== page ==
As time passed, they found it more and more difficult to find employment or make a living. British economic exploitation, the decay of indigenous industries, the failure of modern industries to replace them, high taxation, the drain of wealth to Britain and a backward agrarian structure leading to the stagnation of agriculture and the exploitation of the poor peasants by the zamindars, landlords, princes, moneylenders, merchants and the state gradually reduced the Indian people to extreme poverty and prevented them from progressing. India’s colonial economy stagnated at a low economic level.

The poverty of the people found its culmination in a series of famines which ravaged all parts of India in the second half of the nineteenth century. The first of these famines occurred in western Uttar Pradesh in 1860-61 and cost over 2 lakhs of lives. In 1865-66 a famine engulfed Orissa, Bengal, Bihar and Madras and took a toll of nearly 20 lakhs of lives, Orissa alone losing 10 lakh people.

More than 14 lakhs of persons died in the famine of 1868-70 in western Uttar Pradesh, Bombay and Punjab. Many states in Rajputana, another affected area, lost one-fourth to one-third of their population.

Perhaps the worst famine in Indian history till then occurred in 1876—78 in Madras, Mysore, Hyderabad, Maharashtra, western Uttar Pradesh, and Punjab. Maharashtra lost 8 lakh people, Madras nearly 35 lakh. Mysore lost nearly 20 per cent of its population and Uttar Pradesh over 12 lakh.

Drought led to a country-wide famine in 1896-97 which affected over 9.5 crores of people of whom nearly 45 lakh died. The famine of 1899-1900 followed quickly and caused widespread distress. In spite of official efforts to save lives through provision of famine relief, over 25 lakhs of people died.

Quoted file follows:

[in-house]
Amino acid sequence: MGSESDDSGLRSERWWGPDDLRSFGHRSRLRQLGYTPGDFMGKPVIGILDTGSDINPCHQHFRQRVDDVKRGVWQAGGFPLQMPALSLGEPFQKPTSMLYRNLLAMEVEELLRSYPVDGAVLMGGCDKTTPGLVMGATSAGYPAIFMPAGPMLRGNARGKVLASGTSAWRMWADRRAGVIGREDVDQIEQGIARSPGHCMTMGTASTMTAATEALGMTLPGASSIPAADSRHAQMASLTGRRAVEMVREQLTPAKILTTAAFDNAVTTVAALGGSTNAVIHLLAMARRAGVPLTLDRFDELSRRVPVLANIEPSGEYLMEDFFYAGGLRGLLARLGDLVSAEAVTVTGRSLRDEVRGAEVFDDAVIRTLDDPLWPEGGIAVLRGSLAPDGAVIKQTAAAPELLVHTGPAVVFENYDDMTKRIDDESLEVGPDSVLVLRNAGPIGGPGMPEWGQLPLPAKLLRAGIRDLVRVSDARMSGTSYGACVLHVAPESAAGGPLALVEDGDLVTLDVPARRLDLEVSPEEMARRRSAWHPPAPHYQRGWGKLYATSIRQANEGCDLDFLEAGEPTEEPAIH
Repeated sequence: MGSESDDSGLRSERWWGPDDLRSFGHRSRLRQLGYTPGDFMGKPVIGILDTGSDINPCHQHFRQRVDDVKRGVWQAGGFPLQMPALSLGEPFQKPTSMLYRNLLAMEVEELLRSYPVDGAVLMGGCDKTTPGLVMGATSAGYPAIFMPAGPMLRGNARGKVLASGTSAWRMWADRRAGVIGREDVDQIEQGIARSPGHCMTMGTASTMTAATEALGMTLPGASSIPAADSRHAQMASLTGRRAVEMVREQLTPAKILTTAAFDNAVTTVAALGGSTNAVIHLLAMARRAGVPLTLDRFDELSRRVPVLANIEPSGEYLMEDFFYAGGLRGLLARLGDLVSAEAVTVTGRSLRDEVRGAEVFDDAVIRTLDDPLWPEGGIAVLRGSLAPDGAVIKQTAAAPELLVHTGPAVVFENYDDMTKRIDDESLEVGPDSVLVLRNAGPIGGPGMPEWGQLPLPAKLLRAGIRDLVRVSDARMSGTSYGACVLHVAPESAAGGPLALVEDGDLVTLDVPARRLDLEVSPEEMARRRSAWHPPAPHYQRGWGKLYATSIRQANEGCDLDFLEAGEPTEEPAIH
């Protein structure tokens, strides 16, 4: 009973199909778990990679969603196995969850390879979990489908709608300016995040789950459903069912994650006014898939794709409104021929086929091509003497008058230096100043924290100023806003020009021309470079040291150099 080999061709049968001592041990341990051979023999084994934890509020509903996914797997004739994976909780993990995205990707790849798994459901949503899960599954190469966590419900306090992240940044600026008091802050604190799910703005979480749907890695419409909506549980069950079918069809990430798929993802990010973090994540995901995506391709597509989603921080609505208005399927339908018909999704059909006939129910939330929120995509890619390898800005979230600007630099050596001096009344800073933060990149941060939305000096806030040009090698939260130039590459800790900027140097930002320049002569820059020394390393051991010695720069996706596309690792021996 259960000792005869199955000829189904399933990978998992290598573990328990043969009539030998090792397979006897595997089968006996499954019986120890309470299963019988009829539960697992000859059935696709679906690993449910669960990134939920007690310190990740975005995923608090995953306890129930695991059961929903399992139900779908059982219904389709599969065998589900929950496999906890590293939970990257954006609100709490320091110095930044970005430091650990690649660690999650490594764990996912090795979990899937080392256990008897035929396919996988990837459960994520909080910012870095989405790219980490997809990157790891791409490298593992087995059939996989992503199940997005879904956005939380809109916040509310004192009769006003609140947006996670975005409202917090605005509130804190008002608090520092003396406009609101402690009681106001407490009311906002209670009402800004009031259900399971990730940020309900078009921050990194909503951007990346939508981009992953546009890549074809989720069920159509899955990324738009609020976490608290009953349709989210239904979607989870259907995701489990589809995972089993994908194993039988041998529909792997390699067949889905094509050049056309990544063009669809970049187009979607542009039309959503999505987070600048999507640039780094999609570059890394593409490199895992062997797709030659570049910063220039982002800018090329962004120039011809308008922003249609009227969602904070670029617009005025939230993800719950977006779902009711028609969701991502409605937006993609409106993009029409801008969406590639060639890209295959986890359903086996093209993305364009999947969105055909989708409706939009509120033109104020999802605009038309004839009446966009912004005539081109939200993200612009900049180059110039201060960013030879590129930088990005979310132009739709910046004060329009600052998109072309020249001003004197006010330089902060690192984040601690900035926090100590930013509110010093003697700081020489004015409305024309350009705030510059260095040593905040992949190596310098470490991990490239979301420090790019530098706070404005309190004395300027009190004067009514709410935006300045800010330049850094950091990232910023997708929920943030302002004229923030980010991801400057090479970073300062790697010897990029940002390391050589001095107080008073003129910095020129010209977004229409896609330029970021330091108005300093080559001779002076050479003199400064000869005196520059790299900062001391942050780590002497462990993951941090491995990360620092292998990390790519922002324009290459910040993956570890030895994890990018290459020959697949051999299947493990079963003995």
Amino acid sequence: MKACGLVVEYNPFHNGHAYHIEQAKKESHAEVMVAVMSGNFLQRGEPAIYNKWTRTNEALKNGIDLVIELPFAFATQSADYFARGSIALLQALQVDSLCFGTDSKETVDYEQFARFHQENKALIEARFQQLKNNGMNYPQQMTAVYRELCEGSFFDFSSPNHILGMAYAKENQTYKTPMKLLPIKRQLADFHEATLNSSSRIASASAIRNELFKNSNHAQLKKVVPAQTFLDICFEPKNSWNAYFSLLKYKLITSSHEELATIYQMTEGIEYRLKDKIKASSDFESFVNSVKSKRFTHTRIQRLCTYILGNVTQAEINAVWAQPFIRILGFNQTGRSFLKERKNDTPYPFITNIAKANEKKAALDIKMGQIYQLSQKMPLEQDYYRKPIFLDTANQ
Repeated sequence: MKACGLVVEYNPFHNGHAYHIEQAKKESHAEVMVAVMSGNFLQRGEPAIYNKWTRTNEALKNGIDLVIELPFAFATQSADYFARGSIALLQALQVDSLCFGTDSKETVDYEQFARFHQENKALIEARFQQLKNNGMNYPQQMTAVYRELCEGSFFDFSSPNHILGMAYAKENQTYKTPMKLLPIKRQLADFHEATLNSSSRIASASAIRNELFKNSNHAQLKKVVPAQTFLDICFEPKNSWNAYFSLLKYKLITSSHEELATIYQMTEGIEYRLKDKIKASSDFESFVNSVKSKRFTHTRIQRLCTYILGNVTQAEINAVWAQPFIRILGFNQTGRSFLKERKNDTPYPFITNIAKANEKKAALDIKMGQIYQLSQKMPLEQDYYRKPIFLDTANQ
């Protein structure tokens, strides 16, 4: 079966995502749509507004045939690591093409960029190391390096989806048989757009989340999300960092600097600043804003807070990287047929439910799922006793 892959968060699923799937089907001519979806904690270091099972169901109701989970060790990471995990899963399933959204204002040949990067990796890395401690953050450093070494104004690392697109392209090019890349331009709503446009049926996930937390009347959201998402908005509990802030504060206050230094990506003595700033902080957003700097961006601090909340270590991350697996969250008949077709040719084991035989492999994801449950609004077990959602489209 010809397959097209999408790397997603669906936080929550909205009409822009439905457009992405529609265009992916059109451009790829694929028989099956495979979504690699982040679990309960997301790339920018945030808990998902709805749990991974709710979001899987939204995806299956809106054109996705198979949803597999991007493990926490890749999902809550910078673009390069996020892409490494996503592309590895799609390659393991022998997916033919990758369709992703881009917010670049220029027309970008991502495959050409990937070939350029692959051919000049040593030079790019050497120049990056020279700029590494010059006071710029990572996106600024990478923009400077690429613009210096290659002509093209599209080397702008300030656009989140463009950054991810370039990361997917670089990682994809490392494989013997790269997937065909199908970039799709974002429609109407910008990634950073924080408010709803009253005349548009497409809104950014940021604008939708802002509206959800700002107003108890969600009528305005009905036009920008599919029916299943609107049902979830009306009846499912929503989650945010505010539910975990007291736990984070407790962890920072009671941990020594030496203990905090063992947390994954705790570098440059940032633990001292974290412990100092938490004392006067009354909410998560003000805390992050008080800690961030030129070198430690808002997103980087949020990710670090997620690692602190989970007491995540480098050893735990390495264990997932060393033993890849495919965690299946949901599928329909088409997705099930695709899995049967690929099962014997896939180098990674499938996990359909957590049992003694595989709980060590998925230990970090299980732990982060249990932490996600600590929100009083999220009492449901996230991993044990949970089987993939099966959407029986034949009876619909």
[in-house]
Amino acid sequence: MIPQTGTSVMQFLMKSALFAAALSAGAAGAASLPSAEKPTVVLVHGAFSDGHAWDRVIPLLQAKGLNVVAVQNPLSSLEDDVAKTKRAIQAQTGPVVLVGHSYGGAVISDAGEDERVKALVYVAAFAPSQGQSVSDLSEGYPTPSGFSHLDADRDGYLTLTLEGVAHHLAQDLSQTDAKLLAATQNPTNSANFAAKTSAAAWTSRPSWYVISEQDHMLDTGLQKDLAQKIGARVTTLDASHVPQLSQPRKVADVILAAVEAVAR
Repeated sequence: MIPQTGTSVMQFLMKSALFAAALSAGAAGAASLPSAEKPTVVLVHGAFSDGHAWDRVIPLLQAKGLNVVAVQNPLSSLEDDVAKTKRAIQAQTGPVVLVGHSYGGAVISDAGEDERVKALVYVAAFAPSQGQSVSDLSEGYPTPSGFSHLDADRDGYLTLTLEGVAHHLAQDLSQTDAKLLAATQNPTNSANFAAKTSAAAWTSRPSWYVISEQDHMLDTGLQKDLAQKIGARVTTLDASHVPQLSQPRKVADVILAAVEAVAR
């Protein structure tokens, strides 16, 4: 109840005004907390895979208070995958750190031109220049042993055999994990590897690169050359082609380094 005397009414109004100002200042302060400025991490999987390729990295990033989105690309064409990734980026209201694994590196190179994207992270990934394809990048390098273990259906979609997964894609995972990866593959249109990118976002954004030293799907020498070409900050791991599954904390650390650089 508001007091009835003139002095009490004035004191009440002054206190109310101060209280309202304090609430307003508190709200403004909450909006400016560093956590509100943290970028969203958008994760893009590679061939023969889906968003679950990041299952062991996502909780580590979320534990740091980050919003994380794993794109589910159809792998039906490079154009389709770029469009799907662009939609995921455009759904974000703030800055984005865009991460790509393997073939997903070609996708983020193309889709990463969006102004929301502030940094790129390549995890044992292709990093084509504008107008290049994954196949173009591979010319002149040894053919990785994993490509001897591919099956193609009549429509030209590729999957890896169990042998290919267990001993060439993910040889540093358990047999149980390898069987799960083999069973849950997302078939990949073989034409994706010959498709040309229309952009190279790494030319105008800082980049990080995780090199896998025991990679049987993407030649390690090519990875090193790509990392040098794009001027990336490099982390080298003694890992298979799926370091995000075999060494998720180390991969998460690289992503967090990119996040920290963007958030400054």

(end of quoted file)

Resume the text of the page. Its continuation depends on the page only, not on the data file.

Apart from these major famines, many other local famines and scarcities occurred. William Digby, a British writer, has calculated that, in all, over 28,825,000 people died during famines from 1854 to 1901. Another famine in 1943 carried away nearly three million people in Bengal. These famines and the high losses of life caused by them indicate the extent to which poverty and starvation had taken root in India.

Many English officials in India recognised the grim reality of India’s poverty during the nineteenth century.

For example, Charles Elliott, a member of the Governor-General’s Council, remarked:

“I do not hesitate to say that half the agricultural population do not know from one year’s end to another what it is to have a full meal.”

William Hunter, the compiler of the Imperial Gazetteer, conceded that “forty million of the people of India habitually go through life on insufficient food.” The situation became still worse in the twentieth century. The quantity of food available to an Indian declined by as much as 29 per cent in the 30 years between 1911 and 1941.